All versions of the Mahindra TUV300 now get dual airbags, ABS, rear parking sensors, speed alert system and a seatbelt reminder in line with latest safety norms. The top-spec T8 versions add in a reverse camera too, as mentioned already. Also part of the kit on the fully loaded T8 version is electric mirrors, a touchscreen, Eco driving mode, engine start-stop system, and rear wiper/washer. However, there are a number of misses too. There’s no Android Auto, Apple CarPlay, cruise control, rear air-con vents, electric-folding mirrors projector headlamps or a sunroof.
What is it like to drive?
The 2019 Mahindra TUV300 is powered by the same 1.5-litre, three-cylinder diesel engine, and now it is available only in the higher 100hp state of tune. It is mated to a 5-speed manual gearbox, transmitting power to the rear wheels only.
The highlight of the engine is its refinement. There are barely any vibrations or engine clatter at idle and even on the move, sound levels remain well in check so long as the engine isn’t spun too hard. The TUV300’s short gear ratios and strong bottom-end performance make it feel comfortable in the city, and keeping up with traffic is a breeze. It does have an engine start-stop feature where it switches off the engine while idling (at a signal). This system, however, is quite slow to respond, especially during start-up, and the vibration on ignition is annoying too; so it’s best left switched off. Drive in a hurry and the engine’s weak top-end performance becomes more evident, and while this engine does rev until 4,800rpm, power tapers off rather sharply beyond 3,500rpm. Its clutch is relatively light, and the gear throws although long, slot into the gates smoothly.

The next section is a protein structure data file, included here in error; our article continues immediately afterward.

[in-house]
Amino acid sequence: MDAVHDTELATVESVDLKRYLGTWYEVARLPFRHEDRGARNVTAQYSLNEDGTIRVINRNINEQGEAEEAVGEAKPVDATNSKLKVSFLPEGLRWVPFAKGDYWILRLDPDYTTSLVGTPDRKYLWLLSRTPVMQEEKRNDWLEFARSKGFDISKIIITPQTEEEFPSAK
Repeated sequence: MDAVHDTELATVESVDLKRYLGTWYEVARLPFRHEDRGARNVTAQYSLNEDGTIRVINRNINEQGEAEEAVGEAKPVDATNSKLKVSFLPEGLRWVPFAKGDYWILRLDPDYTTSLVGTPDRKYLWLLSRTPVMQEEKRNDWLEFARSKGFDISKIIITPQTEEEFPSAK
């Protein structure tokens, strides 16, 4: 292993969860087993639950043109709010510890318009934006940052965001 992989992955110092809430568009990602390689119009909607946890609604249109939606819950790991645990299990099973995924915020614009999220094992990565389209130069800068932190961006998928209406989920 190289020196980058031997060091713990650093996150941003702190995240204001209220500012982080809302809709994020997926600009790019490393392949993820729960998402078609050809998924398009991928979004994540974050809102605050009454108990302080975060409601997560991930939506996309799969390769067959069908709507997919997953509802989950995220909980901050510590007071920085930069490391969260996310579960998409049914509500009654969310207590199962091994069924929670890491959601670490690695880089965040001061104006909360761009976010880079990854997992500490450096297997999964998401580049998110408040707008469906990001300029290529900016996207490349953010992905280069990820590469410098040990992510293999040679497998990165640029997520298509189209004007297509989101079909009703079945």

The TUV300 is a body-on-frame SUV that's based on the Scorpio chassis so it feels hardy over bad and broken roads. The flip side, however, is that body movements are far too many, and it doesn’t feel as settled as its monocoque competitors over long drives. Body roll in this tall SUV is on the higher side, and the steering feels vague, giving the driver little or no confidence to take curves at moderate speeds.
Should I buy one?
It all boils down to your requirements. If broken roads and rough terrain make up a large part of your daily route, you’d have use for the TUV300’s hardiness. Its body-on-frame construction gives it an inherent advantage to monocoque rivals in this regard. The visual upgrades have made the TUV300 easier on the eye too, and the safety and equipment additions are welcome.
That said, if you’re looking for a modern SUV to tackle the daily urban grind or to munch miles on the highway, there are far more sophisticated options on offer, one of them being Mahindra’s very own XUV300. Think of the TUV300 as a direct substitute to the Bolero and you’ll see it in the right light.